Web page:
This post opens a series of e-dossiers containing miscellaneous documentation and oral history evidence on some of the people whose life stories appear in the Biographies section of this website. Since some – if not all – of this hitherto unknown or neglected evidence may contradict the post-Cold War historical consensus in the United States, I’ll limit my comments to introductions of the posted documentation – leaving it to the readers to judge by themselves.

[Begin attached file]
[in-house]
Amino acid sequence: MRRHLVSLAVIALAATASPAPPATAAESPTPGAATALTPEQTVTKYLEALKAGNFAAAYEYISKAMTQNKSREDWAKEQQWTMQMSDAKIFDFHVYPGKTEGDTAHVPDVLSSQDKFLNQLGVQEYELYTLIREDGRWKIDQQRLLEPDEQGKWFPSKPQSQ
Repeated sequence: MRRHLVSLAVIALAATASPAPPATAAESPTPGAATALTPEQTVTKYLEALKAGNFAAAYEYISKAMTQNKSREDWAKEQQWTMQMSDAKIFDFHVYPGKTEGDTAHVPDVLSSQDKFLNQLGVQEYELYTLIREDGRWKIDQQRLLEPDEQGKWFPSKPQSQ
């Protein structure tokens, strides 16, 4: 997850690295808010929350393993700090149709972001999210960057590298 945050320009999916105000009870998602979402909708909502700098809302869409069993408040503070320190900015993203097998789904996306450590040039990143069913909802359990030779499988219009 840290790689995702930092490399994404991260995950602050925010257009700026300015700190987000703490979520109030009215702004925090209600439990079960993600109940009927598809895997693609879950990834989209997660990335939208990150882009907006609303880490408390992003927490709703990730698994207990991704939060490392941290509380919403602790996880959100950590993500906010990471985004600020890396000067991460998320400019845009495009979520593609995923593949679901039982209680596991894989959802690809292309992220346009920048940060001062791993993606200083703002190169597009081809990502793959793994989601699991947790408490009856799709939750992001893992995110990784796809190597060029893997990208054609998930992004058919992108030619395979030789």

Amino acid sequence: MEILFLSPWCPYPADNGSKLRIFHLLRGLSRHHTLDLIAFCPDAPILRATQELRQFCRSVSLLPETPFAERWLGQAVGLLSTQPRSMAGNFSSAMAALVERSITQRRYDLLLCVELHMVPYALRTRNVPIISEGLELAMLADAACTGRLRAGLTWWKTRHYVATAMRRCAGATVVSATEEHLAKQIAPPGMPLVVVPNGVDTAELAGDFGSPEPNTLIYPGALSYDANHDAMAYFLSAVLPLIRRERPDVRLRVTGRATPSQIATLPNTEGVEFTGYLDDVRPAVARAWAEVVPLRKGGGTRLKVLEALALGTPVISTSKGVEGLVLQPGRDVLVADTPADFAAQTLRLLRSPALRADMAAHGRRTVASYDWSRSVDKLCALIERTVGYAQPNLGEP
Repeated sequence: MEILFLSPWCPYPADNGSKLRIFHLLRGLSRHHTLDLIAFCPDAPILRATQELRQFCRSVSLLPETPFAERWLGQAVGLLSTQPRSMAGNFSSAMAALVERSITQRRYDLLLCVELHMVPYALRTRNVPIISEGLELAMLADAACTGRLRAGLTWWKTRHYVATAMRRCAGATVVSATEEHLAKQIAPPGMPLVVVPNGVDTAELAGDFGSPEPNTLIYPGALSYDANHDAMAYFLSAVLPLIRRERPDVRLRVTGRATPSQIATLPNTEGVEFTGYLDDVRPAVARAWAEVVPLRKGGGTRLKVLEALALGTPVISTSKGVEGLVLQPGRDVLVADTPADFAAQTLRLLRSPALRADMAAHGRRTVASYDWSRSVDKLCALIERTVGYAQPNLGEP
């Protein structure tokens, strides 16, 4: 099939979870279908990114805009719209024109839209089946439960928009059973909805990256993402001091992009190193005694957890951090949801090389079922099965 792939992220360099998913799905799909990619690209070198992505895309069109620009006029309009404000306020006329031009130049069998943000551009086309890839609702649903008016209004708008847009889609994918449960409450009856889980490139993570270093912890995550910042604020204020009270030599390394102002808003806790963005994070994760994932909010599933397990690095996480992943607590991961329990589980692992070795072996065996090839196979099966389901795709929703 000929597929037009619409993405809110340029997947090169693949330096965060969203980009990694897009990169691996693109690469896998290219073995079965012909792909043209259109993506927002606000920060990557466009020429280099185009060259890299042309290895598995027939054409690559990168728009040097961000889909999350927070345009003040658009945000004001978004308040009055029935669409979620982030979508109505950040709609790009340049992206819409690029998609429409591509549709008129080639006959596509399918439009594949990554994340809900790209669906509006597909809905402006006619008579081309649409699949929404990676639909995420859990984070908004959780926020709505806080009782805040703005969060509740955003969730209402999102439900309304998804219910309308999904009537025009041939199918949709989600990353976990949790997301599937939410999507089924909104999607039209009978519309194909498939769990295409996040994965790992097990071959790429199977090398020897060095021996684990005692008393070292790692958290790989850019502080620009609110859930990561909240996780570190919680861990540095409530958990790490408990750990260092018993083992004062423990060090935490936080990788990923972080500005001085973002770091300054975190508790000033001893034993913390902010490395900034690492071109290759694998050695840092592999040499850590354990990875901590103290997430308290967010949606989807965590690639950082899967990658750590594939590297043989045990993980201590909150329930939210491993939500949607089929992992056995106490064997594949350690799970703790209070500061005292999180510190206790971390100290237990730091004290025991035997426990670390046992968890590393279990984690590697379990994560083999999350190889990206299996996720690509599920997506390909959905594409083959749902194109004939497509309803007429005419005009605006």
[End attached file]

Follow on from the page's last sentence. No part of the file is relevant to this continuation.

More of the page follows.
Julij Nickolaevich Kobjakov (1937-2006), known in the United States as Julius Kobyakov, was KGB Major General who from 1957 to 1997 served with the KGB foreign intelligence and later Russian Foreign Intelligence Service (SVR) as one of its “American hands,” including two New York postings for a few years from 1965 and again from late 1970s to 1982. Later in Moscow he was for some time assistant chief and acting chief of the American department of his service. In the final years of his career, Kobyakov was part of a group of advisers to the SVR director and was one of the ‘public faces’ of the service.